A roundup of some of the most popular but completely untrue stories and visuals of the week. None of these is legit, even though they were shared widely on social media. The Associated Press checked them out. Here are the real facts:
CLAIM: President Donald Trump walked into North Korea by himself, without Secret Service or military protection.
THE FACTS: Special Agent in Charge Anthony Ornato accompanied Trump into North Korea as he met with Kim Jong Un, the country’s leader. Posts circulating on Facebook and Twitter falsely assert that Trump walked into North Korea on Sunday without security guards, but photographs of the diplomatic greeting prove otherwise. Trump became the first U.S. president Sunday to cross into North Korea, after extending a hasty invitation for Kim to receive him at the border of the Koreas in the Demilitarized Zone. Associated Press photographer Susan Walsh captured a photo of Trump, wearing a navy suit and red tie, talking to Kim, who is in a black suit, on the North Korean side of the border of the DMZ as Ornato looks on. The agent was standing in North Korea, wearing a dark suit, striped tie and sunglasses. Trump spent three hours in the DMZ, which included an 80-minute meeting with Kim, where Secret Service agents also guarded the president.
CLAIM: Not a single Democratic presidential candidate wore an American flag lapel pin during the first round of Democratic debates.
THE FACTS: A total of six Democratic presidential candidates pinned an American flag on their lapels for the Democratic debates, which were broadcast live June 26 and 27. Posts circulating on Facebook and Twitter use the false claim to suggest that the Democratic Party is unpatriotic. Video footage and photos show that former Vice President Joe Biden, former Maryland Congressman John Delaney, Hawaii Rep. Tulsi Gabbard, New York City Mayor Bill de Blasio, Ohio Rep. Tim Ryan and entrepreneur Andrew Yang wore flag pins. Last month was the first time 2020 Democratic presidential candidates gathered for a televised debate. It was held in Miami. The next Democratic debates are slated for July 30 and 31 in Detroit.
CLAIM: Photo shows Kamala Harris at an event standing between her father and mother, who is wearing a sari.
THE FACTS: The photo shows Harris posing with two attendees at the 2016 Pratham USA gala in Palo Alto, California. She was California attorney general at the time. The photo, paired with a variety of false captions on social media, is being used to question Harris’s race. The couple in the photo, Suneil Parulekar and his wife, Rohini, are longtime board members of Pratham, an Indian charitable organization. The misleading posts have been circulating since Harris, a black Democratic senator representing California, announced her bid for the presidency. Her father, Donald Harris, is Jamaican. Her mother, Shyamala Gopalan, was Indian and died in 2009. Posts using the photo with the inaccurate caption re-emerged after the first Democratic presidential debates last month when Harris spoke about segregation and being bused to school as a child. Suniel Parulekar said Harris was the guest of honor at the gala.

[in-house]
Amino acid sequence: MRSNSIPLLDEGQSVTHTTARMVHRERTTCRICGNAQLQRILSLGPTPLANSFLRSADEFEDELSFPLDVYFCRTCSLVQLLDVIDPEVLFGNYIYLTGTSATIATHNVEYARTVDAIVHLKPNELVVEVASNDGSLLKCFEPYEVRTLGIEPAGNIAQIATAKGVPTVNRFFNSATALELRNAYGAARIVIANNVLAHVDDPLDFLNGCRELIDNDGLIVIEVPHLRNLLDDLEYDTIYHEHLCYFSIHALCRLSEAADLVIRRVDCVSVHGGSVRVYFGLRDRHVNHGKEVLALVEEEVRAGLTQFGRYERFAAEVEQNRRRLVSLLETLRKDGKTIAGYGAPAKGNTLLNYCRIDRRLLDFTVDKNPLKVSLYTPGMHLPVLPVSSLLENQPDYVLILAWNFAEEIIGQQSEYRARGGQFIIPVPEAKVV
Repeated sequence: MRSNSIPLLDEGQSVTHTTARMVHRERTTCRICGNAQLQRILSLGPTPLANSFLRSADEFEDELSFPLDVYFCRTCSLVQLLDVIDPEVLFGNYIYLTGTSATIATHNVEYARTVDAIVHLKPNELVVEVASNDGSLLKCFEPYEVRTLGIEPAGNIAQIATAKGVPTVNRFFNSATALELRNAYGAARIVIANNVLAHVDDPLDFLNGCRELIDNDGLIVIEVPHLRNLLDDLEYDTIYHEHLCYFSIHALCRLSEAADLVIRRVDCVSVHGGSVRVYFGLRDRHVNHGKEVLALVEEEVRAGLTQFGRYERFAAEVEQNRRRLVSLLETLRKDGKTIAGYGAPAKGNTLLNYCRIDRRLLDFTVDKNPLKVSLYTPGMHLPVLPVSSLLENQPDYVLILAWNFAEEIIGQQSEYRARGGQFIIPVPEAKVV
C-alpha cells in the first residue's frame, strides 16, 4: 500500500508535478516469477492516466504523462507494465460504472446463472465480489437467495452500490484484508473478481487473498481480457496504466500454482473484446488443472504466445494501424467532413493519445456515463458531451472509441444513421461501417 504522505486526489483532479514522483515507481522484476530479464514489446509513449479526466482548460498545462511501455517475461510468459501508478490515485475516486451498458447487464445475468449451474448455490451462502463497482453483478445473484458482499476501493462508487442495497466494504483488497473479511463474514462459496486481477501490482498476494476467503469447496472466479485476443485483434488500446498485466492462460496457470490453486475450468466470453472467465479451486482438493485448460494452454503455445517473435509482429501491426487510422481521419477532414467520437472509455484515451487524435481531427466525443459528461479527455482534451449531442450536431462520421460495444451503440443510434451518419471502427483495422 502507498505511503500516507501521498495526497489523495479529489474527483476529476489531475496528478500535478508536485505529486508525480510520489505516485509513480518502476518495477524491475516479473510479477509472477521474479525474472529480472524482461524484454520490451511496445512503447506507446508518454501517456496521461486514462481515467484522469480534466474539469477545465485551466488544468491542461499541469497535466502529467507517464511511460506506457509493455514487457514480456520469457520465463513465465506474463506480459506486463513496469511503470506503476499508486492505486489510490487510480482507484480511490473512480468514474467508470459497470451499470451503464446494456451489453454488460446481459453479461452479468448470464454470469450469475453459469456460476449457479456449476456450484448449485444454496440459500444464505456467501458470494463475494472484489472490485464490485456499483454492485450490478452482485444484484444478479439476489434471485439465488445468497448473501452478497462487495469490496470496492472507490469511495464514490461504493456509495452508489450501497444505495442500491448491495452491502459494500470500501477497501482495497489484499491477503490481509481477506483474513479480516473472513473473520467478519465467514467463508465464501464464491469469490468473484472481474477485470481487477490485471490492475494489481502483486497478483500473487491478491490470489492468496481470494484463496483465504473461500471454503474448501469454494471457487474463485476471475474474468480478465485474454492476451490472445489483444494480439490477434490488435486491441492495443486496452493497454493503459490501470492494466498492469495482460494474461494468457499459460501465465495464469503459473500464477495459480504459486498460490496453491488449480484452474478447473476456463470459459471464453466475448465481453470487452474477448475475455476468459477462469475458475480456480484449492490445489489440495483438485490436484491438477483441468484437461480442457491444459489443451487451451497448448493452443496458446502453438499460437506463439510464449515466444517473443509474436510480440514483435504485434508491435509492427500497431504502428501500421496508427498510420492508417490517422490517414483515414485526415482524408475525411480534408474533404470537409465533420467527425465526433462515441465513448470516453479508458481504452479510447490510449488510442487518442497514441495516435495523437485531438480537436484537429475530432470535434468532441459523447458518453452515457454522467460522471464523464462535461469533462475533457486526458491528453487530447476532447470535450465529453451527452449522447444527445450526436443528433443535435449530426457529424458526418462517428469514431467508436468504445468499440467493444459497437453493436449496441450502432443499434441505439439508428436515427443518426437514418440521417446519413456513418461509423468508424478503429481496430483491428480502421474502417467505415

CLAIM: Video shows Canadian Prime Minister Justin Trudeau being ignored by Brazilian President Jair Bolsonaro at the Group of 20 summit in Osaka, Japan.
THE FACTS: A clip circulating on social media with the false claim shows Trudeau tapping Bolsonaro and then reaching toward the Brazilian president, who then turns in the other direction. The gesture is used in posts to make it seem as if the Brazilian president is disrespecting Trudeau by refusing to shake his hand. However, an extended version of the clip shows that after Bolsonaro turned to shake the hand of the person next to him, Trudeau tapped him again and Bolsonaro returned to face him and shake his hand. A photo taken by Adrian Wyld with The Canadian Press captured the handshake between Bolsonaro and Trudeau. Social media users used the shortened video to suggest that Trudeau had lost his credibility among world leaders. The video footage was taken during a meeting on the world economy at the summit on June 28.
This is part of The Associated Press’ ongoing effort to fact-check misinformation that is shared widely online, including work with Facebook to identify and reduce the circulation of false stories on the platform.